Un-multi-tasking

Reading about Japan

I tend to prepare way in advance for teaching or lecturing. I have never felt uncomfortable speaking in public- often in front of hundreds of people, because by the time that I need to present, I have reviewed my lecture many many times. My family always teases me as I prepare for talks weeks in advance, but this time, even they are amazed that I am starting preparation for my teaching in Japan.
I was thrilled to get the Japan prize and am excited to travel to this mysterious country next June. I realized how little I know about the country, the people, the traditions, and the Japanese psyche.

So I have started to read- not just guide books but a few novels, memoirs, and non fiction. Janet Swigler, another artist I met at the Barn was kind enough to send me some wonderful recommendations, and I especially enjoy a travel memoir called The Roads to Sata.


I am also scouring books on Japanese quilting. 
There is a series called Japanese Quilt Art that showcases the best of contemporary quilt making annually. And a really interesting book called Quilt Artistry from a Japanese designer I have long admired, Yoshiko Jinzenji. I first heard about Yoshiko Jinzenji when I was looking at fabric. Her art work very much reminds me of the complexity and design in Robin Fan's work. In addition to her beautiful quilts she produces fabric and I treated myself last year to 4 yards of her beautiful fabric. It made the perfect shirt for me to wear to Japan in the coming year. I would love to actually meet her and certainly want to buy more of her fabric if I can.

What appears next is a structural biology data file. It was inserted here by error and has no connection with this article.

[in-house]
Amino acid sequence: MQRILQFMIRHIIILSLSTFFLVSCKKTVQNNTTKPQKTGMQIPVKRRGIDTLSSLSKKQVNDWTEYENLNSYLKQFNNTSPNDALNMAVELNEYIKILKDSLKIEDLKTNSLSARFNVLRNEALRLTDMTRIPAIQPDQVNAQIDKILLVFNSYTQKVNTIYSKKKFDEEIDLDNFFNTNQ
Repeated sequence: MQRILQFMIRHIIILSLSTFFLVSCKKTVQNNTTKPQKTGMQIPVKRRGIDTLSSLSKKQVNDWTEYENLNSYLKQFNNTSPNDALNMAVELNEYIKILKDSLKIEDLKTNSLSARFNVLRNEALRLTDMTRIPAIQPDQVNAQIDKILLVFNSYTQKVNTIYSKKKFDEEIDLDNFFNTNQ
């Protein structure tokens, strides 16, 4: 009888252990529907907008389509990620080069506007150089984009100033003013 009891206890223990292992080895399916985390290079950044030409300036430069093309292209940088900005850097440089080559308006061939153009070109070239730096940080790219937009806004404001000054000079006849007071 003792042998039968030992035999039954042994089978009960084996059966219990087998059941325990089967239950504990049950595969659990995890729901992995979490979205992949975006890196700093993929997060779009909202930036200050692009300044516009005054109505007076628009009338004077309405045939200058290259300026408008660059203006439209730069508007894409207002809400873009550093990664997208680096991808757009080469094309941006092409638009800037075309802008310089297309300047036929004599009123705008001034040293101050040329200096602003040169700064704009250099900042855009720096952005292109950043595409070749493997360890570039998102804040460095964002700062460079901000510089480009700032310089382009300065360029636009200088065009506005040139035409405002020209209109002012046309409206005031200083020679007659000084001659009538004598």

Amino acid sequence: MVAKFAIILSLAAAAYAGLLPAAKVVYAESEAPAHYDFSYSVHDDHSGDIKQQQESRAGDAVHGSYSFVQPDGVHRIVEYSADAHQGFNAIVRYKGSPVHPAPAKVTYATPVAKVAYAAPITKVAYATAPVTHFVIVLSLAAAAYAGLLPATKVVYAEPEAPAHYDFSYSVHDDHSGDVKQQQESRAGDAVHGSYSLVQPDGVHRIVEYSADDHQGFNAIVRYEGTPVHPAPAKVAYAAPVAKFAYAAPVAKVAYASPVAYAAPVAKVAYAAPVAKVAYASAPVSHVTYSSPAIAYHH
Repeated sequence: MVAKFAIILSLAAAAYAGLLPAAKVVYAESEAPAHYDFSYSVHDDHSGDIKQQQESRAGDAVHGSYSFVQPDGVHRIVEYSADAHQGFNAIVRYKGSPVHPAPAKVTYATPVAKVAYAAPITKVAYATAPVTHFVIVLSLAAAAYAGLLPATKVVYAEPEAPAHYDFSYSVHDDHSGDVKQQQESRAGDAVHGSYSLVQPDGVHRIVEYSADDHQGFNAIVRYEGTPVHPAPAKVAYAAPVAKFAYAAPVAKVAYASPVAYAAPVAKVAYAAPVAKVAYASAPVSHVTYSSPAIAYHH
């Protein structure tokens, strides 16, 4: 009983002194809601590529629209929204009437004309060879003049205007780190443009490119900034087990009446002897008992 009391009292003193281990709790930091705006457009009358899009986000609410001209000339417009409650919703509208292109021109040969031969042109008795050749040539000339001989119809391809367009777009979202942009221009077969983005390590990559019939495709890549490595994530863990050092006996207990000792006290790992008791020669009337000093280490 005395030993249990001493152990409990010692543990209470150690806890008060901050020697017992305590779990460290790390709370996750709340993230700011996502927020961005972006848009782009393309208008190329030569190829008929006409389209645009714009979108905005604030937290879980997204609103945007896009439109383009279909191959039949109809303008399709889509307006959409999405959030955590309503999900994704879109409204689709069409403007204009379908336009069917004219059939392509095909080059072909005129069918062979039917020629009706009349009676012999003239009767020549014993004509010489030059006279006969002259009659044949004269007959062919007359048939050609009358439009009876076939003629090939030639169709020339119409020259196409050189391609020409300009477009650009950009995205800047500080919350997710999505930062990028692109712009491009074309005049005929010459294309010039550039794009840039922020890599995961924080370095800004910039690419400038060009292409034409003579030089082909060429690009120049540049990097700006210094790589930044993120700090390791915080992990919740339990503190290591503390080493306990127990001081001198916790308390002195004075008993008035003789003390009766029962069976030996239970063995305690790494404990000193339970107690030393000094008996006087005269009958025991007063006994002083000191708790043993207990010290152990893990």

One of the most helpful books has been a collection of essays called The Japanese Mind. Each chapter has a different topic and a different author. Several of the topics that I have found helpful are:
Aimai, Ambiguity and the Japanese
Bigaku, The Japanese Sense of Beauty
Zoto, The Japanese Custom of Gift Giving. This chapter was especially helpful since it explains the background of gift giving. From what I have read, one has to be careful to give gifts that are neither too big- which might embarrass the recipient and one can not give a gift that is too small- which might be insulting. This interests me as I was planning on bringing a small gift to some of the people taking my class. I have also found out that it is expected that one bring the head of Vogue Nipon a quilt- and that has me puzzling what is too big and what is too small. Your advice on the subject is welcome!